When I woke up the next morning and discovered that the weather in Yellowstone was supposed to be 27 degrees with a chance of snow, I thought it was a joke. It was 60 degrees and sunny when we began the drive, but little did I know what we were in for. My dad and I are the type of people that plan a trip on Google Maps and never diverge from our plans, so when we saw signs for “the safest route” to Yellowstone and “the most scenic route,” we decided to ignore it and keep following our original plans. As we approached Bighorn National Forest, I was entirely in love.
Do you see how amazing that view is? The weather was great, and it’s a totally scenic place to be, no? We scoffed at the other route wondering just how scenic that could be compared to where we were. But as we climbed higher and higher into the mountains, the temperature began to drop and snow began to appear on the sides of the road. And then all of a sudden, we were in a frozen tundra. Snow drifts were higher than the car and patches of ice were everywhere. It wasn’t so scary until we started descending. When you see signs warning trucks not to drive down a 5% grade with steep curves, it makes you a little nervous. When you see these same signs but are forced to continue with black ice and no cell service to call for help in the midst of a snow storm, you stop breathing. The drive down seemed to take forever, my heart was pounding in my chest and I was clutching my notebook until my knuckles turned white. I understood why this wasn’t the safest route. It was scenic, but dear God I felt like I was in a horror movie. My dad laughed at my fear, but I could tell he was a little nervous to0. We had rented a car to make the journey, and it wasn’t really equipped with the right tires, nor did we know how the car would handle in this weather.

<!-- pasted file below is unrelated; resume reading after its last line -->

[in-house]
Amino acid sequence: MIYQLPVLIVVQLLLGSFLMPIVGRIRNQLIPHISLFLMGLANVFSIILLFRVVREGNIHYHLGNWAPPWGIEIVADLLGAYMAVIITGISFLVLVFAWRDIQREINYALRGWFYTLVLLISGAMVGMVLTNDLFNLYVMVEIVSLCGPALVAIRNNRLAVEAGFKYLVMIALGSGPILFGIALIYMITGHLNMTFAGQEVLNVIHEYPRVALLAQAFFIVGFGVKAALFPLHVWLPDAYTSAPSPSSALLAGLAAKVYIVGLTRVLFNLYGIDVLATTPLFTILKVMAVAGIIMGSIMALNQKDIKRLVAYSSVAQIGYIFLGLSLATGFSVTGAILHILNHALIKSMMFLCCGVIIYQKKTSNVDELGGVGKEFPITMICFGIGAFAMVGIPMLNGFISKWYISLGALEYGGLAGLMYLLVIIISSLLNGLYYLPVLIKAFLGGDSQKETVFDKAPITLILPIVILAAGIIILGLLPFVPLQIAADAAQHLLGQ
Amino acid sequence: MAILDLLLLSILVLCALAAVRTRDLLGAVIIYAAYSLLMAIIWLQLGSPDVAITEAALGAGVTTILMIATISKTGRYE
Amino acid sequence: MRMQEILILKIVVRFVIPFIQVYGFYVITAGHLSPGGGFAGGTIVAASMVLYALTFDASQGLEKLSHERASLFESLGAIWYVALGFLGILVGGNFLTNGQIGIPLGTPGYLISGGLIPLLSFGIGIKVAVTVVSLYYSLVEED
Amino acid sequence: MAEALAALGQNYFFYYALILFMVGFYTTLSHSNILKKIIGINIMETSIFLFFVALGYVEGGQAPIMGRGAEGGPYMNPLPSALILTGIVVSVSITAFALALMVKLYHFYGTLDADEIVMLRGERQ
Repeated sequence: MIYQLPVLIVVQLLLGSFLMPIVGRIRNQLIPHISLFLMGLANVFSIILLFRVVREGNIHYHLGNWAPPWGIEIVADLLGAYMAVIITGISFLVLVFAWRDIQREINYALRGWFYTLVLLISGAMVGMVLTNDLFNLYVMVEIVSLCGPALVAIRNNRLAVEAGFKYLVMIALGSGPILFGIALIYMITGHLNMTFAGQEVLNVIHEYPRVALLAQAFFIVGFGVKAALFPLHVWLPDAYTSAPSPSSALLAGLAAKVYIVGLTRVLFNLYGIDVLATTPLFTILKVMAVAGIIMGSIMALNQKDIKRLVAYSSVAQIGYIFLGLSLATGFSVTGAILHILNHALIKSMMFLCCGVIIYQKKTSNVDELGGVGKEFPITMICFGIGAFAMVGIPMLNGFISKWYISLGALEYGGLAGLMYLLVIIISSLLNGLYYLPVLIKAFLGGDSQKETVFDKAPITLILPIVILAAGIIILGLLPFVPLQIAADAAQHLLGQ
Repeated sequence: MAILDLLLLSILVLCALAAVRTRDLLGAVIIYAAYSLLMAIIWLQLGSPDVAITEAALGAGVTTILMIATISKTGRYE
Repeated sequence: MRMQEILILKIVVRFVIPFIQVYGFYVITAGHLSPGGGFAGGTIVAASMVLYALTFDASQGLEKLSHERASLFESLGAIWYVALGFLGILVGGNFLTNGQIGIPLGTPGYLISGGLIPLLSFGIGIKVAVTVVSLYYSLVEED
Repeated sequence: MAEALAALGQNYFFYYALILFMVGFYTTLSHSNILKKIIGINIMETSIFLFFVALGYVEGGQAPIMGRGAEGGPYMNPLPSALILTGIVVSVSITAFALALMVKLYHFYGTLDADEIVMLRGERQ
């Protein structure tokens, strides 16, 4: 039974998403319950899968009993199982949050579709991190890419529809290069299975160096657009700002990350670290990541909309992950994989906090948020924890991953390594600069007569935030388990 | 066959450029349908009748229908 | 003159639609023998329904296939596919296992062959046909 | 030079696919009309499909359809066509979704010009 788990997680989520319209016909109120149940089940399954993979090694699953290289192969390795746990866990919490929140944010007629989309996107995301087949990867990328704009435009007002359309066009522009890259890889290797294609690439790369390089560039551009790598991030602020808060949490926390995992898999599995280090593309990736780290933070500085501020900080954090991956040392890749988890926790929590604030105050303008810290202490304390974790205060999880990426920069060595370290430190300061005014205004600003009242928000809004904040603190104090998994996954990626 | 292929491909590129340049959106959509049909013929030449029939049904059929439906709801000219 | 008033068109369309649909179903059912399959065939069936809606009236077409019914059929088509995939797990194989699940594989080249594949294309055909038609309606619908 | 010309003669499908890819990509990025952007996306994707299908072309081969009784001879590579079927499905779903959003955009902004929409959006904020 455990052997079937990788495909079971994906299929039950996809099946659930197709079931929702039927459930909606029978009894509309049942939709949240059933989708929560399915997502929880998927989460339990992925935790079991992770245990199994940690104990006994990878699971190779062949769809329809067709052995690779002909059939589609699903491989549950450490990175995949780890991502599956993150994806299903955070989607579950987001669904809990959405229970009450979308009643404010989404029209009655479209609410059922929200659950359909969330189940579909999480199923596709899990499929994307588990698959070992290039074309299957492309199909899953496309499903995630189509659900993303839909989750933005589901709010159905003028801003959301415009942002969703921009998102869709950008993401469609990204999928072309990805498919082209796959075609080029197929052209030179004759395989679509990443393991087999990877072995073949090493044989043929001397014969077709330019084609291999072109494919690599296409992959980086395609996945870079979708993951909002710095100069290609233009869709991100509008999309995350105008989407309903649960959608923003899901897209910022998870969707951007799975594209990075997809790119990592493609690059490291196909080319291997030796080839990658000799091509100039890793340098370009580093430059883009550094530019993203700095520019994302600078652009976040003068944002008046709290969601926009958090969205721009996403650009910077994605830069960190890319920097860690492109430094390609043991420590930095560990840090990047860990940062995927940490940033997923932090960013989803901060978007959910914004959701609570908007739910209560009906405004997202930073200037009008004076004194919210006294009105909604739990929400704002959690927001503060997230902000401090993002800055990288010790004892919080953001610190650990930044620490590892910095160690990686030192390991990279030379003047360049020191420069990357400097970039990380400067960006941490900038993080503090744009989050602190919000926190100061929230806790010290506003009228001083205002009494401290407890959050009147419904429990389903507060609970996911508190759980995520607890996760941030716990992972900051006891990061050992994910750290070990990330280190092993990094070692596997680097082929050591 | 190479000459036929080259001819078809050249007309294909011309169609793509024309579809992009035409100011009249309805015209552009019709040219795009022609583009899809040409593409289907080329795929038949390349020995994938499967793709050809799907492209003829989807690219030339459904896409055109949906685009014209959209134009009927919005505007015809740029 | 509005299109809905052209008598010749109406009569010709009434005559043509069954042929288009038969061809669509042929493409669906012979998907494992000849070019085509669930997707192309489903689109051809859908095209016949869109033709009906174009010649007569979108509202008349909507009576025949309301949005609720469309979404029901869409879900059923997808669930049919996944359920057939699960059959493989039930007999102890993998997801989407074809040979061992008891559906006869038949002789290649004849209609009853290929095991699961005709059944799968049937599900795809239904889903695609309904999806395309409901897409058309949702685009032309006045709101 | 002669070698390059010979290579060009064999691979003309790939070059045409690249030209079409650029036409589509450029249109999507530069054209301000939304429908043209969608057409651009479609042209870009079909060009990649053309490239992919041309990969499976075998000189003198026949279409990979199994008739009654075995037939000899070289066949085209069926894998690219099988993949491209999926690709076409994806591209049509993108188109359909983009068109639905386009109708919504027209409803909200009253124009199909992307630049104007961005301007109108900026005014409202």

Thankfully we made it through the forest and continued on our merry way to Yellowstone; however, we approached the park only to find blizzard conditions for the first hour. The snow stopped after after a while, which made everything a little better. Unfortunately, due to the snow and our time constraint, we couldn’t see much, but I did get to see Old Faithful. And everything else I managed to see was incredibly, breathtakingly beautiful. You’ll be glad to know that even when the weather is bad, people still suck. Idiots were out of their cars approaching bear cubs like it was no big deal. HAVE YOU NEVER SEEN DISCOVERY CHANNEL?! Where there are cubs, there are mommas who can get angry. Idiots. There were people in shorts and crocs. THE SNOW WAS TALLER THAN THE CARS. Did you not look at the weather before coming?! People stopped in the middle of the road instead of puling of to the side and letting us through. Sigh.
But anyway, I would love to go back with more time to explore the park (and maybe even go when there isn’t any snow so I don’t freeze). We did get to see lots of bison though, and this little fellow I happened to name Mark Buffalo since he followed next to our car for a few minutes. Isn’t he a stunner? Well, I guess I’ll stop this post here and continue the rest of my adventures for another time.